What a person, organization or country chooses to honor publicly speaks volumes to what it values. Which makes the number of mermaid statues across the United States a little tough to take.
When the non-profit Monument Lab took an inventory of 50,000 public monuments installed across the country, they found only three of the 50 most frequently celebrated historical figures to be women. Even when women were depicted, they were more likely to be mythological or fictional figures than historic ones. Monument Lab documented at least 22 statues of mermaids — and only two for U.S. Congresswomen.
The popularity of The Little Mermaid
aside, it’s well past time to shine a light on the critical accomplishments that women have made, and continue to make, to progress in our society.
Under the radar
Being an effective team member is a key skill today where collaboration is, at least in theory, prized. But research published in the Journal of Political Economy
suggests women are less likely to receive credit for their contributions when they collaborate with male colleagues.
In a study of male and female academics in the field of economics, male researchers tended to get the same amount of credit for co-authoring a paper as they did for writing a paper on their own. Those who published solo and with collaborators were offered tenure at similar rates. But women who wrote papers as part of a team received far less recognition, and far fewer offers of tenure than male collaborators.
Other research conducted at the University of Guelph in Ontario, Canada found that male students assumed their male classmates were more knowledgeable than female students, even when the female students had higher grades, and that men consistently gave more credit to other men.
The visibility conundrum
While women are often chastised for being unwilling to advocate for themselves or said to lack confidence that keeps them from engaging in self-promotion, a deeper look often reveals that women are making conscious choices to avoid the backlash they sometimes encounter when their behaviors run counter to expected gender norms.
In a gender study conducted by researchers from Stanford University and New York University Abu Dhabi, three researchers embedded themselves in a women’s professional development program at a large nonprofit organization in the United States. They conducted 86 in-depth interviews with women in the program, observed 36 discussion groups and sat in on 15 meetings.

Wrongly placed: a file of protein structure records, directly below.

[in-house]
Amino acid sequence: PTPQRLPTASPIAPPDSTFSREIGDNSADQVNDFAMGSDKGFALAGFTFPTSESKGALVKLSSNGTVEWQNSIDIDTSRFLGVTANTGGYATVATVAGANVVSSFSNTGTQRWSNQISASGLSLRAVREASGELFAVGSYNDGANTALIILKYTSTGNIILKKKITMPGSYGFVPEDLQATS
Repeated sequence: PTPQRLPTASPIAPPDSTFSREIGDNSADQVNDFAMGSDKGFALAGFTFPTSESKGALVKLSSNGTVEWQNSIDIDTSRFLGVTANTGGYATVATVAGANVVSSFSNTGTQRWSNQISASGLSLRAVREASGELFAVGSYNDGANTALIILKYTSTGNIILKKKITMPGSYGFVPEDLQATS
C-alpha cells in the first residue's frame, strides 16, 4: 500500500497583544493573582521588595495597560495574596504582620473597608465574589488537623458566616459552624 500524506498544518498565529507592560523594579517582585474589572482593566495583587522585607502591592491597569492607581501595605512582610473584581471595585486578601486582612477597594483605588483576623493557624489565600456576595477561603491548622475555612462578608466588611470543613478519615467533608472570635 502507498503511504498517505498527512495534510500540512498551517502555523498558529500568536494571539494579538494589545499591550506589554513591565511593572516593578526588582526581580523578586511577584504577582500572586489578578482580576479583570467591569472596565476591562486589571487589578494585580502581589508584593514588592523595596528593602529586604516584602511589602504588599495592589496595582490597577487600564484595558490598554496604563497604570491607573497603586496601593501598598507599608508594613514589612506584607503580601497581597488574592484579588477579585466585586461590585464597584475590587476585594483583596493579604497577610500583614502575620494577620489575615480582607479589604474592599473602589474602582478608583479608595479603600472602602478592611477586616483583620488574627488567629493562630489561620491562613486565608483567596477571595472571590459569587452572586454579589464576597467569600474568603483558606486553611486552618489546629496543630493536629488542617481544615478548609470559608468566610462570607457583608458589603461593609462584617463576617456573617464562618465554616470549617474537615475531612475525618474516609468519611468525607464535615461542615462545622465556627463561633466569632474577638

They found that the women participants were acutely aware of the need to be noticed in order to advance, yet still consciously chose a strategy of “intentional invisibility” because they feared speaking up and taking credit for their accomplishments would leave them even worse off.
Awarding women the credit they’ve earned
When organization leaders understand that women team members are likely being overlooked for accomplishments that win men praise, they have an opportunity to change the dynamic and more effectively spotlight and reward women. Some thoughts to consider in doing so.
- Broaden the definition of valuable leadership attributes. One way that organizations can improve their ability to recognize women’s accomplishments, according to the Stanford researchers, is to see leadership traits more often practiced by women as equally valuable as those more typical of men. Leading through inspiration, collaboration and shared decision making, attributes more often applied by women, should be recognized and rewarded just as the attributes of calling attention to your accomplishments and actively taking credit for them.
- Amplification is a technique women can use themselves to help one another be heard and seen. Senior women working in the Obama White House, frustrated at seeing male peers garner more attention in meetings and their ideas advance more quickly, launched this echoing and supporting technique. When another woman was interrupted, they’d interject to say they’d like to hear the colleague finish. If a coworker took credit for another woman’s idea, they would remind attendees where the idea was initiated. If they saw a woman being marginalized or her ideas not heard, they’d specifically ask her to weigh in.
- Celebrate women’s accomplishments. Women can also work together to highlight successful outcomes led by female colleagues, point out key credentials or accomplishments when introducing other women and call the attention of more senior leaders to the accomplishments of other women. If women are not being profiled in company communications and meetings, that also creates an opening to speak up and suggest several people worthy of such recognition. Women leaders can also set a strong example by tuning into the accomplishments of their female team members.
- Mentor and sponsor other women. The Women in the Workplace study from McKinsey & Company and LeanIn.org consistently finds that women receive less of the mentoring, sponsorship and feedback that helps men advance. When you advocate for other women on their way up, you help expand the pipeline of senior women and the likelihood that the organization will grow in its ability to associate women with leadership and recognize women for it.
Most women are not expecting (or seeking) a statue in their honor. But all women need greater recognition of their unique skillsets, perspectives and accomplishments to pave the road to greater advancement.